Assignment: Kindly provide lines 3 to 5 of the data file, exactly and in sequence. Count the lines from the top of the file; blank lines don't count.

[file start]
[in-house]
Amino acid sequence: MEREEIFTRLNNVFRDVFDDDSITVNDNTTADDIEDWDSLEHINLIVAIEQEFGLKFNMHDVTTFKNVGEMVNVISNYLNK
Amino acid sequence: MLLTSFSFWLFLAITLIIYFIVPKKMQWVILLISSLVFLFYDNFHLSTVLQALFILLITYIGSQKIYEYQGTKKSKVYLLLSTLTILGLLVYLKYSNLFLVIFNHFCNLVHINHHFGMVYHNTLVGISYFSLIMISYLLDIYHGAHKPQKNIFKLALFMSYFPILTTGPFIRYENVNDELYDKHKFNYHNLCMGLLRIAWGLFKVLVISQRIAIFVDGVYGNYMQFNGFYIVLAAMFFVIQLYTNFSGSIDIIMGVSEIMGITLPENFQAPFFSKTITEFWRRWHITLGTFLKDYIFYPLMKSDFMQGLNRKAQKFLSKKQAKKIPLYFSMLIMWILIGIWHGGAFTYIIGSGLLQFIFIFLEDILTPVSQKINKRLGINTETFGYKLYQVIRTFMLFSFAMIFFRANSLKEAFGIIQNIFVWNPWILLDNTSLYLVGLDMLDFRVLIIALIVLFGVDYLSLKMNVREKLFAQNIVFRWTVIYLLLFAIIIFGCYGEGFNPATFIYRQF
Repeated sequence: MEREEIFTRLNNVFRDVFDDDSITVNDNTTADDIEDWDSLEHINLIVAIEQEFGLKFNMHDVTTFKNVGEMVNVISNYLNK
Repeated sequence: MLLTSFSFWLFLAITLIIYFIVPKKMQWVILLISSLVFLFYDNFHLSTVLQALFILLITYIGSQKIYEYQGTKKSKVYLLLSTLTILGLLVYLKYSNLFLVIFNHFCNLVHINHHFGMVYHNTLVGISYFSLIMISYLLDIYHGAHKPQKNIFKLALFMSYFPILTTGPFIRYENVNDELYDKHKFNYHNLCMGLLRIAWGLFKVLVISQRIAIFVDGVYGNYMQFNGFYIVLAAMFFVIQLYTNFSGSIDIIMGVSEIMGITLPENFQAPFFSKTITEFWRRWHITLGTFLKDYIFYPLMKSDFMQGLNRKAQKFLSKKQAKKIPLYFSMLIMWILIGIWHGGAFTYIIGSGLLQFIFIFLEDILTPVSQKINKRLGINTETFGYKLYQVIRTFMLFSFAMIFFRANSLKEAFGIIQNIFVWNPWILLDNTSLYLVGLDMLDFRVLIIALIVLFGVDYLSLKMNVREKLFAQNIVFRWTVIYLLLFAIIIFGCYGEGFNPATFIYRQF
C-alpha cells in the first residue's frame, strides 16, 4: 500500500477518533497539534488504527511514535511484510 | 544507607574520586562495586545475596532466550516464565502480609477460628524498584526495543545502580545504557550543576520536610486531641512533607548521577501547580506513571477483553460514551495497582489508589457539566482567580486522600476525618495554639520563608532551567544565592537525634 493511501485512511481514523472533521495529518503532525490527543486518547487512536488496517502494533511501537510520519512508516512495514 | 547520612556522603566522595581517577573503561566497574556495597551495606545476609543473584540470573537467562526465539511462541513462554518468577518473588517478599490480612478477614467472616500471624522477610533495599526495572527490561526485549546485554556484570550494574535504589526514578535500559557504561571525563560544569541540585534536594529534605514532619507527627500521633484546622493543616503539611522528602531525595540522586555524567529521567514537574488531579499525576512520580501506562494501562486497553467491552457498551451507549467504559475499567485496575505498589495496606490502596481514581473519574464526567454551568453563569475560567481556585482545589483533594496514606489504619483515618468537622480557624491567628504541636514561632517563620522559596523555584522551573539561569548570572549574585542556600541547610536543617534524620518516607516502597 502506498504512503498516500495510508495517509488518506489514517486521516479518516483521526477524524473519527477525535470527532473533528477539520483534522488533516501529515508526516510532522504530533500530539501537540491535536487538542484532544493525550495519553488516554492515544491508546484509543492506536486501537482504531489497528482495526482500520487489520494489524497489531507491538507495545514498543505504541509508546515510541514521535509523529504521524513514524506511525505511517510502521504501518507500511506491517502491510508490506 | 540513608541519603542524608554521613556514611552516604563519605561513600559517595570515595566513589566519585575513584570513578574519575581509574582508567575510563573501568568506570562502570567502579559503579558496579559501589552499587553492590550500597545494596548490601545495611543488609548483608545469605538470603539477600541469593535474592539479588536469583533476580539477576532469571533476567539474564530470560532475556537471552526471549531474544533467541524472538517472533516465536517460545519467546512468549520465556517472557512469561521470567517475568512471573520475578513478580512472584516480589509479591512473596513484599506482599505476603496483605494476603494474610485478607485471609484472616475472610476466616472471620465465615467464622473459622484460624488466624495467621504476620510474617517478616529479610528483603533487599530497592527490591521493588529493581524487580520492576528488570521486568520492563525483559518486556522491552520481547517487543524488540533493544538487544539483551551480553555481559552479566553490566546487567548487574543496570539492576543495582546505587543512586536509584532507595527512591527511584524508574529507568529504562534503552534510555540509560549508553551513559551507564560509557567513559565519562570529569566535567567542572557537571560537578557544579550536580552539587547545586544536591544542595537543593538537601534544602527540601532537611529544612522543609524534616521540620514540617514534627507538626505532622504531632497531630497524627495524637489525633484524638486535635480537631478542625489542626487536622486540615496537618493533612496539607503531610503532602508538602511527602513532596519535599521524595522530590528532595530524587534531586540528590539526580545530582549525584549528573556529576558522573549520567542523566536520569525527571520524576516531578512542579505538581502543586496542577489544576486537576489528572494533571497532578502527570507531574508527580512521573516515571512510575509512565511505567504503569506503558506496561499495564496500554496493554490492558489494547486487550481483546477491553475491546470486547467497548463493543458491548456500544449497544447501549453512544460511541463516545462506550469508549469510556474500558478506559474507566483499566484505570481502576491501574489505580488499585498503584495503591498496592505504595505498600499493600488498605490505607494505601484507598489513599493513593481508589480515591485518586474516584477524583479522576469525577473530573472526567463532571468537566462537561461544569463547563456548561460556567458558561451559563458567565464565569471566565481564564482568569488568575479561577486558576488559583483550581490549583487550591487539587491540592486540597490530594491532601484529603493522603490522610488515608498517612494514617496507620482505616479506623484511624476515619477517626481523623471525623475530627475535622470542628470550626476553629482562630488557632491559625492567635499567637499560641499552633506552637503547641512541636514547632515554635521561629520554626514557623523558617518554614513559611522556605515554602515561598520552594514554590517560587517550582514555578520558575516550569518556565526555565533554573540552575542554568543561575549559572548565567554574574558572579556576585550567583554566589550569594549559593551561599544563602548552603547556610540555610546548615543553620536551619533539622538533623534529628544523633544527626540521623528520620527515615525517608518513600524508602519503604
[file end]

Amino acid sequence: MLLTSFSFWLFLAITLIIYFIVPKKMQWVILLISSLVFLFYDNFHLSTVLQALFILLITYIGSQKIYEYQGTKKSKVYLLLSTLTILGLLVYLKYSNLFLVIFNHFCNLVHINHHFGMVYHNTLVGISYFSLIMISYLLDIYHGAHKPQKNIFKLALFMSYFPILTTGPFIRYENVNDELYDKHKFNYHNLCMGLLRIAWGLFKVLVISQRIAIFVDGVYGNYMQFNGFYIVLAAMFFVIQLYTNFSGSIDIIMGVSEIMGITLPENFQAPFFSKTITEFWRRWHITLGTFLKDYIFYPLMKSDFMQGLNRKAQKFLSKKQAKKIPLYFSMLIMWILIGIWHGGAFTYIIGSGLLQFIFIFLEDILTPVSQKINKRLGINTETFGYKLYQVIRTFMLFSFAMIFFRANSLKEAFGIIQNIFVWNPWILLDNTSLYLVGLDMLDFRVLIIALIVLFGVDYLSLKMNVREKLFAQNIVFRWTVIYLLLFAIIIFGCYGEGFNPATFIYRQF
Repeated sequence: MEREEIFTRLNNVFRDVFDDDSITVNDNTTADDIEDWDSLEHINLIVAIEQEFGLKFNMHDVTTFKNVGEMVNVISNYLNK
Repeated sequence: MLLTSFSFWLFLAITLIIYFIVPKKMQWVILLISSLVFLFYDNFHLSTVLQALFILLITYIGSQKIYEYQGTKKSKVYLLLSTLTILGLLVYLKYSNLFLVIFNHFCNLVHINHHFGMVYHNTLVGISYFSLIMISYLLDIYHGAHKPQKNIFKLALFMSYFPILTTGPFIRYENVNDELYDKHKFNYHNLCMGLLRIAWGLFKVLVISQRIAIFVDGVYGNYMQFNGFYIVLAAMFFVIQLYTNFSGSIDIIMGVSEIMGITLPENFQAPFFSKTITEFWRRWHITLGTFLKDYIFYPLMKSDFMQGLNRKAQKFLSKKQAKKIPLYFSMLIMWILIGIWHGGAFTYIIGSGLLQFIFIFLEDILTPVSQKINKRLGINTETFGYKLYQVIRTFMLFSFAMIFFRANSLKEAFGIIQNIFVWNPWILLDNTSLYLVGLDMLDFRVLIIALIVLFGVDYLSLKMNVREKLFAQNIVFRWTVIYLLLFAIIIFGCYGEGFNPATFIYRQF